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#22731 21/03/07 8:48 PM
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Super Hero
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Super Hero
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Could this machine be the answer to combating the so-called “super-bugs”? Technology to the rescue (once again)? Anybody know anything about it? smile



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I wonder how it would affect my asthma.

Lee


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Ive just been reading that story myself.
Is there something in all this "herbal medicine" mumbo jumbo?
I wonder if our local GP's will be replaced by witch doctors.
Its worth a try, and i guess their salaries will be lower.


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Any technology that helps reduces MRSA infection if good.

Spraying oil into the air seems odd. I would have to the question. The body already uses oil to protect against infection. In burns patient this natural barrier has been removed, can you not just paint the oil on in stead to help form natural barrier.

No spray into the atmosphere, and maybe causing lung problem.

Or check out article written a couple of months ago on UVC light: https://www.ebme.co.uk/arts/air/index.htm

A.M


Barry

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Did you see the report on the BBC:- http://news.bbc.co.uk/1/hi/england/west_midlands/6444553.stmwhichBirmingham's Selly Oak Hospital is swapping steel for copper in an 18-month trial to test the theory that copper surfaces can help reduce MRSA?

Lee


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Hero
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There is some amazing technology out there. I have a UV unit in on trial in the EBME dept at Bedford. The infection control nurse thinks its a good idea but it is difficult to prove it would benefit the Hospital.

BUT ALSO - There have been no MRSA outbreaks in the EBME dept. wink


Last edited by John Sandham; 23/03/07 1:45 PM.

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Is that 'Management Resourced Servicing Activity'.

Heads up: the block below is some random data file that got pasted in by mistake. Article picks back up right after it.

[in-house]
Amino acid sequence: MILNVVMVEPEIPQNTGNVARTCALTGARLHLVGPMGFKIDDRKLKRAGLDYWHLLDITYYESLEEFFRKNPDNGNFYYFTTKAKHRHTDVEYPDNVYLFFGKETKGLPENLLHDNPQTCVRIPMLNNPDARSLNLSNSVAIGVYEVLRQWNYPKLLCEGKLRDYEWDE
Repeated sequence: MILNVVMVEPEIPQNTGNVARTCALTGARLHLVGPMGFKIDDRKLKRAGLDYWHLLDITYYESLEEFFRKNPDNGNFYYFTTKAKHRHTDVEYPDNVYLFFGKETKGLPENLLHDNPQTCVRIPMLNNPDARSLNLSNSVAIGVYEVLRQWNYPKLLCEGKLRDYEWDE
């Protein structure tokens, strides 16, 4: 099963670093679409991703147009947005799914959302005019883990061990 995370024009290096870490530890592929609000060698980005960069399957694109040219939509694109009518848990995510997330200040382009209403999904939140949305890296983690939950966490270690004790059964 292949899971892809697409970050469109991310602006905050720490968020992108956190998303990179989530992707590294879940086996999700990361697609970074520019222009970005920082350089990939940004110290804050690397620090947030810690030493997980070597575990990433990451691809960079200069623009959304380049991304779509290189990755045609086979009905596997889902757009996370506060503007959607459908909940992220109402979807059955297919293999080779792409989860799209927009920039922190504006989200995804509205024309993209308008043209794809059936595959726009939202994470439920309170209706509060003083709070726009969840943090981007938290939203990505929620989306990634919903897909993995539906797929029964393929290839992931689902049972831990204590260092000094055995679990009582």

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If my memory serves correctly, about twenty years ago in Riyadh, the Hercules planes were kitted out as an operating theatre and ITU. I'm sure the ceiling of the op theatre was lined with lots of small UV lamps for the very purpose of "sterilising" the theatre.

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Super Hero
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Super Hero
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UV tubes have been used in, shall we say, “down market” (or, perhaps, make-shift), operating theatres for years. Not too sure about the efficacy of this approach, though. What sort of distances are we talking about? Can it really be that cheap and easy, I wonder? smile


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Vapourising essential oils to combat MRSA sounds like a good idea, used as well as and not instead of good cleaning, as the article says.

Many common essential oils are strongly anti-septic and anti-viral; furthermore since each one is a mixture of many different compounds (typically various aromatic ketones, aldehydes and esters)it would be hard for the bugs to develop resistance. Being highly concentrated and very volatile, it wouldn't feel like 'having oil sprayed into the air', and anyone with asthma would find their breathing unaffected or improved. (Yes, I work with essential oils in my life outside the NHS!)

Will this idea go into general use? No. Hospitals are nervous of complex natural substances, they prefer simple synthesised compounds, where any risk is underwritten by the manufacturing drug company.

Interestingly this only seems to be the case in the West; in China and India they seem to be able to use natural medicine alonside synthetic medicine without any problems.

Moira the Witch Doctor (part-time) grin

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